As far as relating to Israelis, I think that it's kind of hard for Jews in America to come here and meet Israelis who are Jewish and don't act the way that we consider to be Jewish. Like I have a friend who I worked with who is from a kibbutz and he was telling me that on Yom Kippur he makes it a point to eat pork. And it's such a Jewish thing to do here because that's certain people's way of standing up against religion but still being Jewish at the same time. And if I were to go back and do that in the States, that would be so not Jewish at all, like there's no way to make that a Jewish act. So it's kind of funny to see the differences between our cultures and trying to talk to Israelis about that sort of thing.
How would you describe your Jewish background?
I was raised going to a Reconstructionist synagogue, and that's where I had my Bat Mitzvah, and then my parents went to Reform after that, but only on Yom Kippur and Rosh Hashana. We didn't go, ever. We would go through phases where we did Shabbat for a few months at a time and then we'd forget about it. I mean, everyone in my family is atheist, everyone is not into tradition. I never really had any Jewish friends until college. I didn’t have a strong Jewish background at all. I went to camp though – Camp Tawonga, it's in California. It's like a hippie, outdoorsy camp, so I got that. It's a Jewish camp. I always knew I was Jewish and I identified with it and I was pretty active in Hillel in college, but not the religious side of it. I'm more of a cultural Jew.
How did being in Israel affect your Jewish identity?
I always knew that there's more than one way to be Jewish and you don’t have to be religiously Jewish, and you can be culturally also, but I think being here just reinforced it just because you see so many people who are completely secular and yet they still are very, very Jewish, and you can tell they are in the way they act. It's just making me think about how I want to practice Judaism when I get home, and I'm realizing that I don’t have to be religious or go to synagogue or anything, like I don’t even know if I'm going to go to high holy days this year, but there are other ways of being Jewish. I kind of like the Israeli way of it more.
Do you have staple traditions or observances that you do in order to maintain your Jewish identity? Is it easier for you to be Jewish in Israel?
Yeah, for sure, because when you're in America and Yom Kippur rolls around, if you don’t go to services, that's such a non-Jewish act in itself because all the Jews are going to be in services, why aren't you? But if you're here, there are Jews who go and there are Jews who don't. Just because you don't go that doesn’t mean you're not Jewish, it just means you're a different kind of Jew. It's harder to have different kinds of Judaism in the States, I think, than it is here.
What are the main things you’ve learned from this experience?
I don’t know, the whole year is just one big learning experience, like I didn’t really know that much about Israel before I got here, like I had read a couple books about it and I have so much family here, but I still didn’t know really about it, and I wouldn’t be able to tell you what daily life is like. And now I've experienced it and I can put together a map of Israel, I know where everything is because I've been there. You’re always learning here.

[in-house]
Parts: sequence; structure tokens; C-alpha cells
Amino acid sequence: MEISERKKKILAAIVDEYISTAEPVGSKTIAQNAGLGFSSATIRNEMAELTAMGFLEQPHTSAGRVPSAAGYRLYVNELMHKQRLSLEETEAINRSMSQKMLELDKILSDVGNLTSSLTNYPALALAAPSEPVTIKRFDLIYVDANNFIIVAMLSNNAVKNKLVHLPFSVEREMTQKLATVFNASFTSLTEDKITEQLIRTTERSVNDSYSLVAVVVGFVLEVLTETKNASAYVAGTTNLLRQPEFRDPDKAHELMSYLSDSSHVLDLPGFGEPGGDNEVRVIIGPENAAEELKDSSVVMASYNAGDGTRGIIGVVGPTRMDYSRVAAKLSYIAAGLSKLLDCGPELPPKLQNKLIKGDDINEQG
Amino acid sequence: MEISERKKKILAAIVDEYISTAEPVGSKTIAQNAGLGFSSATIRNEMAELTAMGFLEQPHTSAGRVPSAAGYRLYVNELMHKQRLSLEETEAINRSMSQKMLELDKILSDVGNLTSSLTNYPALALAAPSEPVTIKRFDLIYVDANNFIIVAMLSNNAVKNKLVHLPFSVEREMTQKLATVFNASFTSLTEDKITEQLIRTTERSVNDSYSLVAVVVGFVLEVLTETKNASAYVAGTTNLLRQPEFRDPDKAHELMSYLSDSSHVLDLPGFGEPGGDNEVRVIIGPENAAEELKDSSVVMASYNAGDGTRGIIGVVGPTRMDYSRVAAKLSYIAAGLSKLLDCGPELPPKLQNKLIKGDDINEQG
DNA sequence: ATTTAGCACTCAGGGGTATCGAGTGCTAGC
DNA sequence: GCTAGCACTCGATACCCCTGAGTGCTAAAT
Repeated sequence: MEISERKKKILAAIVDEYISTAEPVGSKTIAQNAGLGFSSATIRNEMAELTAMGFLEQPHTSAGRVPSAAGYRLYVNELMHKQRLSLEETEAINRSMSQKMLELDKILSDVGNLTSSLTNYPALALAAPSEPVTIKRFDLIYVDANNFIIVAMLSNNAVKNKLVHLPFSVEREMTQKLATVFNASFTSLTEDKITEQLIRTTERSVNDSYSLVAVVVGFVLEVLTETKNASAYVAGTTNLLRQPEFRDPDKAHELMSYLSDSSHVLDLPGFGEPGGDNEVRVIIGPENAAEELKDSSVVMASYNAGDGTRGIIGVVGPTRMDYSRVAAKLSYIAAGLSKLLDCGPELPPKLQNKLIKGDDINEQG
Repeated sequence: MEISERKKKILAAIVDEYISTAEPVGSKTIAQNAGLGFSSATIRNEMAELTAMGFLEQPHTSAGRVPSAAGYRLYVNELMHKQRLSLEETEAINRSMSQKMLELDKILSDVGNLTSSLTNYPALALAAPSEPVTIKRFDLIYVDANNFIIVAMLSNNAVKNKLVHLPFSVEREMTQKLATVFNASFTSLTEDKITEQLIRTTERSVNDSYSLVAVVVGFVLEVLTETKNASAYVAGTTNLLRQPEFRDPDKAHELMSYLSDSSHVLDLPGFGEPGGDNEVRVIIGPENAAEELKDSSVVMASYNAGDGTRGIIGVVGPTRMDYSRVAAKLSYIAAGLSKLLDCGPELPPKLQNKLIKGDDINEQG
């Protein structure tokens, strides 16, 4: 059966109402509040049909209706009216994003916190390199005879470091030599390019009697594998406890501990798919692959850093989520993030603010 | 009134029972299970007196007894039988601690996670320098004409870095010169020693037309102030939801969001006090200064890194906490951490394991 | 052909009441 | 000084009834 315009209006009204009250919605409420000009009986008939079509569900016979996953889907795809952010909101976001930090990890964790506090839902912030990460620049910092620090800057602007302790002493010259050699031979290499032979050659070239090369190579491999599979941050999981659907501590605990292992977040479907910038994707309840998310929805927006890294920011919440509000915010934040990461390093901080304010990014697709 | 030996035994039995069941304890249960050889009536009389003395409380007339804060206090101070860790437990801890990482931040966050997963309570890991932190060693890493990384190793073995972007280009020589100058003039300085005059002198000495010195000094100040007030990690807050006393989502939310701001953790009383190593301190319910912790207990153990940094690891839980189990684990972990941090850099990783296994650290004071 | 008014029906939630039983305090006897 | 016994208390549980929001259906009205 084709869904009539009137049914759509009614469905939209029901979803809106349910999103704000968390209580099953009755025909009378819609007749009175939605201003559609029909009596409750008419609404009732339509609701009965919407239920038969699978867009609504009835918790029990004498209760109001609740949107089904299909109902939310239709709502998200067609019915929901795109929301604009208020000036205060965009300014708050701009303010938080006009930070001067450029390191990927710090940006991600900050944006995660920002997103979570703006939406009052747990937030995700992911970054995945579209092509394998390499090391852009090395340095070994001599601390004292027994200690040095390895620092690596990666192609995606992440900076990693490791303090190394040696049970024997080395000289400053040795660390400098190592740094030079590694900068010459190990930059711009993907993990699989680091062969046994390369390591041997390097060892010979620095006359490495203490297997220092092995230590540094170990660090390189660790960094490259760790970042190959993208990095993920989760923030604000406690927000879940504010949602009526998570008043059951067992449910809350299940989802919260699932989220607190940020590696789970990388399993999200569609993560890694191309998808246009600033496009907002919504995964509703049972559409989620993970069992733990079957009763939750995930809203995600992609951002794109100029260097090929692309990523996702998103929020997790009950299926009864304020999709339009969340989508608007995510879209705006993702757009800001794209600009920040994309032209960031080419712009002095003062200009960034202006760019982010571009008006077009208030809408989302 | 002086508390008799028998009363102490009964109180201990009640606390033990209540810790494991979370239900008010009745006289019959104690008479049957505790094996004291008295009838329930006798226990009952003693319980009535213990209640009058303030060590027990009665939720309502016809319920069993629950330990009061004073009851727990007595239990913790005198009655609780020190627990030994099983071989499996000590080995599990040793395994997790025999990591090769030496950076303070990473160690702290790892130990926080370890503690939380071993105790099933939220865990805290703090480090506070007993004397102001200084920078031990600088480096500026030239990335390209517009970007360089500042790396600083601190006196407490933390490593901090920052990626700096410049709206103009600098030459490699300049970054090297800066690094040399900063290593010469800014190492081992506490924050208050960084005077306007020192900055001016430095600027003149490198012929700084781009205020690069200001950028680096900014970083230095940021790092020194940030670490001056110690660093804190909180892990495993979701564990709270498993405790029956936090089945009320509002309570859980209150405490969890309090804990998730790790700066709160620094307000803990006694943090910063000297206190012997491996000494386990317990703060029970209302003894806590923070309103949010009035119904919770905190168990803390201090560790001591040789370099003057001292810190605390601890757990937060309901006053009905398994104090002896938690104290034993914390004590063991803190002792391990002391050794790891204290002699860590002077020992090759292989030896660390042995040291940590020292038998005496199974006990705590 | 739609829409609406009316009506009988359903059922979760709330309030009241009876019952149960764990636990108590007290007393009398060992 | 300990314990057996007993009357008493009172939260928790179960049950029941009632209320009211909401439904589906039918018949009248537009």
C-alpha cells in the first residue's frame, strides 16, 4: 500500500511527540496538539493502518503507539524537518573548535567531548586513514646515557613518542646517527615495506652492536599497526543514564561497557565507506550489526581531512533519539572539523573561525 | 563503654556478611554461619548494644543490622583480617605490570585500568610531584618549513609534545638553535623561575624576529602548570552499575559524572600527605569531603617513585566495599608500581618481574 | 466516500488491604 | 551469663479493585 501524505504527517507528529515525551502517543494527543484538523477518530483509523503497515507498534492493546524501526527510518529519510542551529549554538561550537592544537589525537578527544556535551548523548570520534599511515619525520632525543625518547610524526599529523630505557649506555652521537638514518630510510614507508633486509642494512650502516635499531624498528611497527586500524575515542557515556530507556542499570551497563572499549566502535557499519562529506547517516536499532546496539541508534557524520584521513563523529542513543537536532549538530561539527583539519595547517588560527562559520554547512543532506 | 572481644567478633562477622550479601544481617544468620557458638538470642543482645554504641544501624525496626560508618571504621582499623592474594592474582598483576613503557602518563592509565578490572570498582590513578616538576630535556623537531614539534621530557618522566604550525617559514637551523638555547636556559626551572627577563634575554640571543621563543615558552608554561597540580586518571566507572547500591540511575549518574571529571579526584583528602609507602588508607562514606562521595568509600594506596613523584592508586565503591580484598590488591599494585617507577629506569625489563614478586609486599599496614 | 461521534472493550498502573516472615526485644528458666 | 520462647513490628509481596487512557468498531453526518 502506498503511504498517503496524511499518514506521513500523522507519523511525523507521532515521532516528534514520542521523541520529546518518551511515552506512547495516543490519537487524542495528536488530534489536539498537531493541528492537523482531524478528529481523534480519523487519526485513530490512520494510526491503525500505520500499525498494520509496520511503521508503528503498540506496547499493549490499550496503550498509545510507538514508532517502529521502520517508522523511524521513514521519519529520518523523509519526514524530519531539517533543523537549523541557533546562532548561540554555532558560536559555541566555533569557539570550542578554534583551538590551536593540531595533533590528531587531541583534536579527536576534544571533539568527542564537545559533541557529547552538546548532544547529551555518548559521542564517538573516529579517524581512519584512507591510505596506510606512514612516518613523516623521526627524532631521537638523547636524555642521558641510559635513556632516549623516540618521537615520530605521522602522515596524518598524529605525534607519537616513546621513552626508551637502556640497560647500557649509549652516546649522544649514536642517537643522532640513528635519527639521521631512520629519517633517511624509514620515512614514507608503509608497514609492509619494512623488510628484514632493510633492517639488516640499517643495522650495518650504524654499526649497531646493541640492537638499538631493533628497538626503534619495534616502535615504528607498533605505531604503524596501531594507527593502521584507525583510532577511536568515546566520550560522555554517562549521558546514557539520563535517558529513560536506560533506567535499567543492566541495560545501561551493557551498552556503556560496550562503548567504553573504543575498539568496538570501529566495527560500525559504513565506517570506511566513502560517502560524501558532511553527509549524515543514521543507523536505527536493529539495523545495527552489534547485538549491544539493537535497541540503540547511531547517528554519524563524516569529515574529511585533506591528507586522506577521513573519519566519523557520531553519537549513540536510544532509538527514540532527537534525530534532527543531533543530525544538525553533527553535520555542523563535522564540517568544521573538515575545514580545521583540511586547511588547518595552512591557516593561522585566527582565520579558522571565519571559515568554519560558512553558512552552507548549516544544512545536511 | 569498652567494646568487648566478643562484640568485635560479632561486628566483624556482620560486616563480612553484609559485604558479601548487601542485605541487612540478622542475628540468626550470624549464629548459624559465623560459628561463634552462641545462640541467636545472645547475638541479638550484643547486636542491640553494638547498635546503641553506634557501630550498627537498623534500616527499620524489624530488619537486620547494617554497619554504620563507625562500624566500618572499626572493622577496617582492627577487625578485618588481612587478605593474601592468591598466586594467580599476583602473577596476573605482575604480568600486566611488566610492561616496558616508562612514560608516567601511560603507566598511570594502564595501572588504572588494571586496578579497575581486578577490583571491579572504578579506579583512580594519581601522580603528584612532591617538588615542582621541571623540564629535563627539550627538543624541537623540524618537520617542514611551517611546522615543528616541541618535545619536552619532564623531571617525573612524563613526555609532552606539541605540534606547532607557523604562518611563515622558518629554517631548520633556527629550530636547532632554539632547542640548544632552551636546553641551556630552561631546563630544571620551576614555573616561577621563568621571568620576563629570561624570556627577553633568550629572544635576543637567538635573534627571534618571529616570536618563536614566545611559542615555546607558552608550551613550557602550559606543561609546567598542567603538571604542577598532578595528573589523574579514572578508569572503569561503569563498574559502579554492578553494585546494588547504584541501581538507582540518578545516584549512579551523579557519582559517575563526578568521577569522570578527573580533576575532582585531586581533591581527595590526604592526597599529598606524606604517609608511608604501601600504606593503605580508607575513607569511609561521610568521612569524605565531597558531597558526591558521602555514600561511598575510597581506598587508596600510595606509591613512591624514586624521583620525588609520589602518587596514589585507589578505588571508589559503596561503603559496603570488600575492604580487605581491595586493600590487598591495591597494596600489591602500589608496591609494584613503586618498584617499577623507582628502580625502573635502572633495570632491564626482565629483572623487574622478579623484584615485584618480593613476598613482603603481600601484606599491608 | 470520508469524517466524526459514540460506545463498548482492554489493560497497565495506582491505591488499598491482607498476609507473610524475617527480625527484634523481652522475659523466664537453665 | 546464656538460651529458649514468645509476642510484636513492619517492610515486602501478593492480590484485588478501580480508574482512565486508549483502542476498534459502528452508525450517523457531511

Do you consider yourself to be a different person?
Yeah, for sure. It's impossible to be here for a year without growing in some way. It'll be interesting when I get back to see how my friends react. I feel like I've gotten more Israeli, and more blunt. I feel like, my uncle always said that it was really annoying when he would meet me or my brother because we were taught to be very diplomatic about everything, and when you're here you don’t beat around the bush, you just get right to the point. I feel like I've learned to be more like that just from being here. And I think I'm more independent – I mean I was independent when I got here because I had already been through 4 years of college, but not to the point of being in a foreign country and being able to navigate my way around it without really knowing the language.
What are your plans for when you back?
I'm going to study for the GRE and apply to graduate school and hopefully not look for work, because I don’t really want to get a job yet.
How do you plan to stay involved with Jewish issues and Israel?
Indirectly, like I'm not going to go back and work for a federation or for Hillel, but through writing or anthropology research I think I want to stay involved just because I find it really interesting. The Jerusalem Post asked me to do a blog for them, which should be interesting. Whatever I do, I want it to relate to Israel in some way, for example, if I'm writing or doing research, because I'm really interested specifically in the relationship between Israeli Jews and Diaspora Jews. But I'm trying not to think about the future yet.
Was the interest there before you came here?
I came here to figure out what I want to do with my life, I didn’t know anything, I thought I wanted to go to graduate school in sociology. So it's kind of related, I knew I wanted to study some kind of group of people but I didn't really know what. I didn’t think I'd get that involved, I thought I'd find some fascination with poverty, or something normal that people do research on. But I just think Israelis are really cool.